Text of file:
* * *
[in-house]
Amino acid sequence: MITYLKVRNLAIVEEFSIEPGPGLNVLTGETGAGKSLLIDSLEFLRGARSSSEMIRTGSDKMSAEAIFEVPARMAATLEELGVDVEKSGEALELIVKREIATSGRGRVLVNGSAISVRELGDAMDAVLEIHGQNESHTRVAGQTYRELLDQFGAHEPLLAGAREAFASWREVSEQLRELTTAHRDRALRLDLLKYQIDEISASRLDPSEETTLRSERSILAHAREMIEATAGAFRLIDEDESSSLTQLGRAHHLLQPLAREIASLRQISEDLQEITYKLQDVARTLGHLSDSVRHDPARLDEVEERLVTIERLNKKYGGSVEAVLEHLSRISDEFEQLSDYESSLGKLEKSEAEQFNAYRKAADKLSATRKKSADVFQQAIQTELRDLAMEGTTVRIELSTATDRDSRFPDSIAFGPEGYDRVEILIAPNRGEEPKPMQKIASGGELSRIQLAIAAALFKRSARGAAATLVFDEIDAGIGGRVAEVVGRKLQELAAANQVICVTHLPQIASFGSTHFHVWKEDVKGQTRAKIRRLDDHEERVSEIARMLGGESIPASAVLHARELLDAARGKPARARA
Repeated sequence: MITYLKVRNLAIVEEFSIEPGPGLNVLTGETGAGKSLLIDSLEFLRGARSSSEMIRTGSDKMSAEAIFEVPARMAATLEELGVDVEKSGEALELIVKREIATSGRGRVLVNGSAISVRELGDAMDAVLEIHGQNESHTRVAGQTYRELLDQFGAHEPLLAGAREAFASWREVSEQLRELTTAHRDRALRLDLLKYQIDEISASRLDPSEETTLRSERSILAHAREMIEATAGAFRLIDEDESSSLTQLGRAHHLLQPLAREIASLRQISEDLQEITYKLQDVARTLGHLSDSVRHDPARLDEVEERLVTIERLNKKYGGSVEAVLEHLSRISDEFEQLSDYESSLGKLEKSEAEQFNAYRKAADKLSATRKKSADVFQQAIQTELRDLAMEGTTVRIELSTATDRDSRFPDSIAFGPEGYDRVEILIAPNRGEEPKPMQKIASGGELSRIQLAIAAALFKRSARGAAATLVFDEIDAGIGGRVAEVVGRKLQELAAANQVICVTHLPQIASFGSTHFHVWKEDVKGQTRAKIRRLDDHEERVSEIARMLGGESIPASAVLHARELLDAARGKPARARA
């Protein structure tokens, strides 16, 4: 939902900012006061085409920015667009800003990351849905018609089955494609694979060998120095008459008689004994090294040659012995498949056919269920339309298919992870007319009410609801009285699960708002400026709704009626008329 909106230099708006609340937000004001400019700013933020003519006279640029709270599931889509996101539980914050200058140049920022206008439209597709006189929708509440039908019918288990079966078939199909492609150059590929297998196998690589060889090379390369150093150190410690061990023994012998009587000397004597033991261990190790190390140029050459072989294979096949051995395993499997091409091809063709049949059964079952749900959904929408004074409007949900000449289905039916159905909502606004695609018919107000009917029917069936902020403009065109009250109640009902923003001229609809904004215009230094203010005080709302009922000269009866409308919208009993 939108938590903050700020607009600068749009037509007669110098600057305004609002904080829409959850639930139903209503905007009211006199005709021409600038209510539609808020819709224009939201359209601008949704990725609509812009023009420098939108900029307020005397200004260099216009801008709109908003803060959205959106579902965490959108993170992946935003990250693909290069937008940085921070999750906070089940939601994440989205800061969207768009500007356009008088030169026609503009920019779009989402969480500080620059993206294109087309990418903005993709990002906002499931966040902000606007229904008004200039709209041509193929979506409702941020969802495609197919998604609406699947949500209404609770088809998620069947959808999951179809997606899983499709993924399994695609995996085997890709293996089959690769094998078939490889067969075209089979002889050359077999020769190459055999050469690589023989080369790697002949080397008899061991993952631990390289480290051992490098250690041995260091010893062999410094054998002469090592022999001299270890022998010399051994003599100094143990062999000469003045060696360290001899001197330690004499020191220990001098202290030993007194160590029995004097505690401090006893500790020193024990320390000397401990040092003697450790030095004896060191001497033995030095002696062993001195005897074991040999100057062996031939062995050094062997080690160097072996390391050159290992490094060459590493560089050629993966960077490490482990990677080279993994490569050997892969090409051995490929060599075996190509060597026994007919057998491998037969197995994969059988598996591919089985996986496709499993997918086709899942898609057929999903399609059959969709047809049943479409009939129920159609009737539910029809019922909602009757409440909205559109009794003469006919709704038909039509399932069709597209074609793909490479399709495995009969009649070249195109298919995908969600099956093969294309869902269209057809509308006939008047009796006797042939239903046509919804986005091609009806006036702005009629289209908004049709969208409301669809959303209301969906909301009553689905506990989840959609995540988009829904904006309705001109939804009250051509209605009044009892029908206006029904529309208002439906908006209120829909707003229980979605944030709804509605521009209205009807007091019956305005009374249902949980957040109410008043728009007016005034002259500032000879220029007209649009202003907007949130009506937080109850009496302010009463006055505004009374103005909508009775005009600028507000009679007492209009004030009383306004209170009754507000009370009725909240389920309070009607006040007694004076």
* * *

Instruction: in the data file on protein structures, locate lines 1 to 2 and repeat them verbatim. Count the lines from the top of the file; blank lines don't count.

[in-house]
Amino acid sequence: MITYLKVRNLAIVEEFSIEPGPGLNVLTGETGAGKSLLIDSLEFLRGARSSSEMIRTGSDKMSAEAIFEVPARMAATLEELGVDVEKSGEALELIVKREIATSGRGRVLVNGSAISVRELGDAMDAVLEIHGQNESHTRVAGQTYRELLDQFGAHEPLLAGAREAFASWREVSEQLRELTTAHRDRALRLDLLKYQIDEISASRLDPSEETTLRSERSILAHAREMIEATAGAFRLIDEDESSSLTQLGRAHHLLQPLAREIASLRQISEDLQEITYKLQDVARTLGHLSDSVRHDPARLDEVEERLVTIERLNKKYGGSVEAVLEHLSRISDEFEQLSDYESSLGKLEKSEAEQFNAYRKAADKLSATRKKSADVFQQAIQTELRDLAMEGTTVRIELSTATDRDSRFPDSIAFGPEGYDRVEILIAPNRGEEPKPMQKIASGGELSRIQLAIAAALFKRSARGAAATLVFDEIDAGIGGRVAEVVGRKLQELAAANQVICVTHLPQIASFGSTHFHVWKEDVKGQTRAKIRRLDDHEERVSEIARMLGGESIPASAVLHARELLDAARGKPARARA